Want to Debug Latency?

In the recent decade, our systems got complex. Our average production environments consist of many different services (many microservices, storage systems and more) with different deployment and production-maintenance cycles. In most cases, each service is built and maintained by a different team — sometimes by a different company. Teams don’t have much insight into others’ services. The final glue that puts everything together is often a staging environment or sometimes the production itself!

Measuring latency and being able to react to latency issues are getting equally complex as our systems got more complex. This article will help you how to navigate yourself at a latency problem and what you need to put in place to effectively do so.


We use latency as one of the core measures to tell whether a system is working as intended end-to-end. On the critical path (in the lifetime of a user request), latency is the core element that contributes to the overall user experience. It also allows us whether we are utilizing our resources as expected or our throughput is less than our trajectory.

Even if you are not engaging with latency measurement, you might be already familiar with various tools on a daily basis that reports latency results. As a daily example, various browser developer tools report the time it takes to make all the requests that make up a web page and report the total time:

Latency is a critical element in the SLOs we set between services. Each team set an SLO for their service (e.g. 50th percentile latency can be 20ms, 90th percentile latency can be 80ms, 99th percentile can be 300ms) and monitor their latency to see if there are any SLO violations. (Watch “SLIs, SLOs, SLAs, oh my!” to learn more about SLOs.)

But how do we systematically collect and analyze request latency in today’s production systems?

We measure latency for each request and primarily use metric collection systems to visualize and trigger auto alerts. Latency collection is unsampled (we collect a latency metric for every request) and is aggregated as a histogram distribution to provide visibility to the higher percentiles.

You can use your choice of collection libraries to collect latency metrics. If you are already planning to use Prometheus as a backend, check out their client libraries. Or you can export from OpenCensus if you are using gRPC.

Is there unexpected latency?

“For inbox.GetEmails call, 99th percentile request latency should be less than 300ms.” is an example SLO where we set the 99th percentile upper bound for latency for the inbox service’s GetEmails method. There might be requests that took more than 300ms but would not violate the SLO if there are not making to the 99th percentile. You can define your SLOs in a lower or higher percentile. (Watch How NOT to Measure Latency to understand why percentiles matter.)

When an SLO violation occurs, we can automatically trigger alerts and ping the on-call person to take a look. Or you can hear from a customer that they are expecting poor latency and ask you to resolve the issue.

What is the source of latency?

Heat maps visualize latency distribution over time; x-axes is the time and y-axes is the latency bucket the measurement fell into.

We recently started to correlate latency distribution buckets with exemplar traces that fits into that bucket. This allows us to find a trace from a particular latency bucket when debugging latency issues. (Watch Resolving Outages Faster With Better Debugging Strategies for more details.)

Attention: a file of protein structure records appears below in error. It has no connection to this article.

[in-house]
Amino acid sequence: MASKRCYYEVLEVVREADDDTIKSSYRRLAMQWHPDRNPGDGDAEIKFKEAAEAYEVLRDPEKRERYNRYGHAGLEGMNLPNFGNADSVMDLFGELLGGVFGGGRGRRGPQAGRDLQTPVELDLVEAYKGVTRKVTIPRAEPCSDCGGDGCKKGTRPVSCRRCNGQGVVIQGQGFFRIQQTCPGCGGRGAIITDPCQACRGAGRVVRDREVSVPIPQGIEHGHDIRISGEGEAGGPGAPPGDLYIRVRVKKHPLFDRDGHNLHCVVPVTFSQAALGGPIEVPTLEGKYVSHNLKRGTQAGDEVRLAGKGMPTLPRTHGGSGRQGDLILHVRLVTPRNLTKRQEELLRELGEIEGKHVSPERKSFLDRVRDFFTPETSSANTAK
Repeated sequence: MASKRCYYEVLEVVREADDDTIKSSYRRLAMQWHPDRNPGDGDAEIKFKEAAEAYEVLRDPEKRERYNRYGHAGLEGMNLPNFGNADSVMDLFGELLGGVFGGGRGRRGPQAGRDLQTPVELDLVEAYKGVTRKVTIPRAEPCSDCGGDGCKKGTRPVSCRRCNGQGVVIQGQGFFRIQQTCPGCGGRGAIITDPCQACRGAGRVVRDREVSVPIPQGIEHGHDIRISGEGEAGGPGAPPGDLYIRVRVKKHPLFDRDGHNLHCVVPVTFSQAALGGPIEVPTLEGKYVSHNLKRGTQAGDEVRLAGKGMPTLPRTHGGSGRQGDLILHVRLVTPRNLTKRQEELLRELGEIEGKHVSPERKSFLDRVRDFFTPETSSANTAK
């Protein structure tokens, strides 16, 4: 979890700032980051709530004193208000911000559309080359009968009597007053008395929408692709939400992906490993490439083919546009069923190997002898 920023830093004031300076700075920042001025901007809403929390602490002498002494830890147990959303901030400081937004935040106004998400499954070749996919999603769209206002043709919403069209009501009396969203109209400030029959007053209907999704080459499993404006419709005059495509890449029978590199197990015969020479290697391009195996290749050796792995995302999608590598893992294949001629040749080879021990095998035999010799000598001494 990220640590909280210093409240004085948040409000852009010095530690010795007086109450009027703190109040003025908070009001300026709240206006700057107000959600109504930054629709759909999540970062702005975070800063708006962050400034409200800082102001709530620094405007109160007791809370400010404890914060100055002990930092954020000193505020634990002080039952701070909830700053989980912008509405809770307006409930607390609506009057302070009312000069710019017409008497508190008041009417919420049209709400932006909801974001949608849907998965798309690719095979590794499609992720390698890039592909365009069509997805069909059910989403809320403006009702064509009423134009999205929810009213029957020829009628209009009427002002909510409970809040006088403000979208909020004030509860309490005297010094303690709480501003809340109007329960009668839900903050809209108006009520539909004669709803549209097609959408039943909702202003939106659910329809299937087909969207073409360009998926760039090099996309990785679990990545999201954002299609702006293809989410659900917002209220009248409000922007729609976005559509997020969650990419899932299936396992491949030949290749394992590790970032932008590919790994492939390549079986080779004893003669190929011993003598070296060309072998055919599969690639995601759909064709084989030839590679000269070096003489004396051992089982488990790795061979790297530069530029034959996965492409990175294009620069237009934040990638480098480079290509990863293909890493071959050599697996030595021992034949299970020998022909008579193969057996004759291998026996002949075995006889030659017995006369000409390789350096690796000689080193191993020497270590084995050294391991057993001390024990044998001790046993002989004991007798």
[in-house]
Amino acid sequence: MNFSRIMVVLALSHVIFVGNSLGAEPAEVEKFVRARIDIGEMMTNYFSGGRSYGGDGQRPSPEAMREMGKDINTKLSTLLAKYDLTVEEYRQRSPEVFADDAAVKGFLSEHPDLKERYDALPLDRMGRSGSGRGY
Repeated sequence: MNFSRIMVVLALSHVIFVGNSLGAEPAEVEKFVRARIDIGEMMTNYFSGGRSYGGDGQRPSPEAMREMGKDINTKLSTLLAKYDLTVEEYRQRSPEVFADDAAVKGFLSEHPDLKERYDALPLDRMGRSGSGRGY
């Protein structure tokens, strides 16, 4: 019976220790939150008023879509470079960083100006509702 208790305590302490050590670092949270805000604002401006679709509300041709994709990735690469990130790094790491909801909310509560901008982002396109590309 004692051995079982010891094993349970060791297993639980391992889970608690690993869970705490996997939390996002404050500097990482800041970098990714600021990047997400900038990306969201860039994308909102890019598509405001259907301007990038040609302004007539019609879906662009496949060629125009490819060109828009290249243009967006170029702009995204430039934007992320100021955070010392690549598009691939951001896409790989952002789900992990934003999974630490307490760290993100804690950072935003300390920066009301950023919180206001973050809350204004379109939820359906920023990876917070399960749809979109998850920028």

(1) Each green star represents an exemplar for the bucket. When you click on it, it takes you to the trace exemplar and you can see the distributed trace for one of the calls that fell into that bucket.

A click on a star is taking you to the trace where you can see what has happened in the lifetime of that request more granularly. Traces can navigate us to the underlying issue. It will be possible to identify the case if there is an unexpected outage in one of the services we depend on, or a networking problem or an unlikely latency issue.

Once we examine the trace related to the latency bucket at (1), we see Spanner.Apply call took longer than it should from for this particular trace and there are an additional 40ms spent in the doond.GetDocs for a non-RPC job we don’t have additional information about.

Addressing the latency problem

Once we narrowed down the source of the latency to a service and sometimes to a specific process, in order to understand the underlying cause, we look at the host-specific and in-process reasons why latency occurred in the first place. For example, a host-specific signal to look at is the utilization and memory metrics.

If the host is behaving normally and networking is not impacted, we may go and further analyze the in-process sources of latency.

Often, servers are handling a large number of requests and there is no easy way to isolate events happened in the lifetime of a request. Some language runtimes like Go allows us to internally trace runtime events in the lifetime of a request. Tools like runtime tracers are often very expensive and we momentarily enable them in production if we are trying to diagnose a problem. We momentarily enable collection, try to replicate the latency issue. We can see if latency is caused by I/O, blocking or stopping-the-world events triggered by the runtime. If not, we can rule out those possibilities.

And sometimes latency is caused by computationally expensive code. For example, if you roll out a new version that is depending on a new compression library, you may experience higher latency than the usual. Being able to label profiler samples with an RPC name is critical to understand the cost of a particular RPC on your server.




See rakyll.org for more.

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